Julius Zeyer’s romantic fairy-tale story about the forbidden love between two enemy families is still a popular theatre play which is often shown at domestic theatres today. Things are no different at Brno City Theatre, where the great love story could be seen under the starry sky in the romantic environment of the Bishop´s Courtyard, where the Brno ensemble performed at a mini open-air festival right under the spires of the Cathedral of St. Peter and Paul for what is already the seventh time. (...) Scenographer Jaroslav Milfajt chose to create a relatively simple stage set for the production conjuring up a jagged rock covered in wrinkled blue canvas. (...) The actors made great use of tree branches for the whole duration of the performance. Thanks to their “versatility”, these props could be employed as a forest, the sun, and also as everyday tools used by the common people. Michal Matěj certainly deserves praise for the successful and inventive choreography. (...) The work with strips of material in which the bewitched Mahulena is captured in the form of a tree appears very natural. (...) Soft earthy colours and natural materials were also used for the loose costumes, making it easy to convey spectators back in time to experience the period and fashions of the ancient Slavs. (...) Petr Ulrych´s music, with its prevailing dulcimer and traditional folk instruments, fills the auditorium with pleasant folk/folklore rhythms. Ulrych´s music, which dominates the whole performance and accompanies it fittingly, is built on strong melodies with folk motifs and pleasingly poetic lyrics. (...)




Peter Stoličný 22. June 2016 zdroj www.musical-opereta.cz

(…) Radúz was played by Aleš Slanina, an artist of many faces. (…) His Radúz is a real romantic hero, full of passion and almost jolly in his sorrow - a typical Zeyer-esque character. His partner, the fragile, pure and suffering Mahulena, is played by Andrea Zelová. She seems completely different here than when she was the main character of another romantic piece, Wild Bára. (...) Clearly an actress with a wide range, she portrayed Mahulena with touching grace. Mother Earth was played by Slovak actress Viktória Matušovová, winner of several singing awards. (...) Her solo showed that she’s a master of her art. The role of Radovid, advisor to prince Radúz and a caring friend, was played sensitively by Jakub Zedníček, who is often in the media these days. The ensemble has recently been reinforced by the young actresses Lucie Bergerová, Hana Kováříková and Katarína Mikulová. They also demonstrated completely professional acting as well as singing in the roles of Runa, Prija and Živa. Once again, the excellent working atmosphere at this theatre where everyone is used to giving their all brought impressive results. (...)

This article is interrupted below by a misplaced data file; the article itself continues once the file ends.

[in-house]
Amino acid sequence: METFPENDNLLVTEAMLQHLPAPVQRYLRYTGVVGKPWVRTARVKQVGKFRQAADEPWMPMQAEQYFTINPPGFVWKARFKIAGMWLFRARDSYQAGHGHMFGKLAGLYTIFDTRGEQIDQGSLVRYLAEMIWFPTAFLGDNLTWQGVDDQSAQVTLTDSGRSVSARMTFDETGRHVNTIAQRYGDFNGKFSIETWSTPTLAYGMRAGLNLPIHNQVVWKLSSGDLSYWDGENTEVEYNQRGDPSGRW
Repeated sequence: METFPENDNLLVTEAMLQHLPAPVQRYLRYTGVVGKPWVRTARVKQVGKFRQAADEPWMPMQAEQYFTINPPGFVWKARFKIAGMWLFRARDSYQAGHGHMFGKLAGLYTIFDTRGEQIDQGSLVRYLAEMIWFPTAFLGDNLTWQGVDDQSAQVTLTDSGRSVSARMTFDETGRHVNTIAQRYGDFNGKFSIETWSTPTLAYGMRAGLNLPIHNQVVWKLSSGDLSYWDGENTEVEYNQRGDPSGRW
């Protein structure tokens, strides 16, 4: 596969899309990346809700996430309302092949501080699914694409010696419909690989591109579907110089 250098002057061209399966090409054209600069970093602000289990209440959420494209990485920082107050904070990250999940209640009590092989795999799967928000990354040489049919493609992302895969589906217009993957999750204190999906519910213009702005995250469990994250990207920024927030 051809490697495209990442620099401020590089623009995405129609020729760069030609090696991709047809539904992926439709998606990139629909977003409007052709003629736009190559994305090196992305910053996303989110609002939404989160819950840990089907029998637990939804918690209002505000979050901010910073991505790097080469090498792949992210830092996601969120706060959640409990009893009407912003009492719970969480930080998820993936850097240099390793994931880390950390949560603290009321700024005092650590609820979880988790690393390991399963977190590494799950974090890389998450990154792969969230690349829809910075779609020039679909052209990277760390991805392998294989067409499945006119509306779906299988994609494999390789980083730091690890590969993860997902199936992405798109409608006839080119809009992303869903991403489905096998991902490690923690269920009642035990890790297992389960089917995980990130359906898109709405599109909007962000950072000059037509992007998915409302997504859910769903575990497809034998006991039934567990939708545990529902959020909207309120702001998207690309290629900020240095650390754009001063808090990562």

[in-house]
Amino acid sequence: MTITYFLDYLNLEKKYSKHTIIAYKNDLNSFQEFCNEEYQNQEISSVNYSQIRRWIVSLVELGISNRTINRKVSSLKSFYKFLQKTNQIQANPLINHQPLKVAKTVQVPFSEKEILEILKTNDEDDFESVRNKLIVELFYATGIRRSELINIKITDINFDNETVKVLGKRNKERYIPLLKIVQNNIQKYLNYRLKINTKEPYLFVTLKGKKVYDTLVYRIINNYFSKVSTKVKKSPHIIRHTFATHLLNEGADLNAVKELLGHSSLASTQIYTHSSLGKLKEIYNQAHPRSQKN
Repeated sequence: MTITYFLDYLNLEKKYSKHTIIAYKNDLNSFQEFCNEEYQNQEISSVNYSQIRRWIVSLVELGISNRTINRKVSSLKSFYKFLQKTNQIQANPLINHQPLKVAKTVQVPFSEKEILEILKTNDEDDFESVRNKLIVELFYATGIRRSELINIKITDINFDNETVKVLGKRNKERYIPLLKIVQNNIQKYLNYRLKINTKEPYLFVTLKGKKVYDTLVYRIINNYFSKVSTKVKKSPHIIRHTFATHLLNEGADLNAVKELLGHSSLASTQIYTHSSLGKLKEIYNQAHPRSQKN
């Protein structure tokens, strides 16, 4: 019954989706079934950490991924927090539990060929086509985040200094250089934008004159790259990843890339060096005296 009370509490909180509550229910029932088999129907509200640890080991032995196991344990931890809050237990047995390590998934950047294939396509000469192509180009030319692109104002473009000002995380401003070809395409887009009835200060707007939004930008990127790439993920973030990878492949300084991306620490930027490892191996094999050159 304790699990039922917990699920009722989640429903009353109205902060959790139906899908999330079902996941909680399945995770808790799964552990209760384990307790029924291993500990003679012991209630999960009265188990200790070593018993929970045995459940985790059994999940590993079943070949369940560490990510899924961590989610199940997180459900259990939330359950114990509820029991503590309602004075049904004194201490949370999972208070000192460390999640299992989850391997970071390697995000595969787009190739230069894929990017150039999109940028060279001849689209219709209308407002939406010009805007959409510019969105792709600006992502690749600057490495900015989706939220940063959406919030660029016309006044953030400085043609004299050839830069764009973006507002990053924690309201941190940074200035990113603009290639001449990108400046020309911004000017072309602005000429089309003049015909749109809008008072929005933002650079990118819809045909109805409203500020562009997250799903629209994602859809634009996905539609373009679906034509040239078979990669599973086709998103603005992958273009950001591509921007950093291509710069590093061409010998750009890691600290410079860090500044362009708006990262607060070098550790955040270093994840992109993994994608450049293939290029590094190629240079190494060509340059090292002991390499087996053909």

Vratislav Mlčoch 19. June 2016 zdroj www.babocka.vram.cz

(…) It wouldn´t be too far from the truth if I were to write that the music is the best part of the whole production, but it would be unjust. What is particularly worth one´s attention is the dancing - it is beautiful, with a new choreographical approach, and one simply must see it. The dances tell a story in themselves, accentuating the plot and enriching it by providing another expressive dimension. They deepen the emotional charge of the piece, potentiating the music when words are not sufficient. (...) The actors sang everything live - no playback - and just like the music they were beautiful and well suited to one another. The songs by Mother Earth (Viktória Matušovová) and Queen Runa (Lucie Bergerová) are perfect examples, but to be completely fair I would have to name all those taking part, including the children. The Bishop´s Courtyard doesn´t allow much by way of adventurous stage arrangements; in this case there is just a single big mountain, a nice chunk of the Tatras designed by Jaroslav Milfajt. The actors climbed or emerged from it at various points during the production. (...) The new costumes by Andrea Kučerová are appropriate to the period of the pagan Slavs as we know it from romantic pictures and drawings. They are very tasteful and the materials and colours match perfectly. In the case of the supernatural beings featured in this piece, the author used a lot of imagination and showed that she can conjure up some lovely surprises. (...)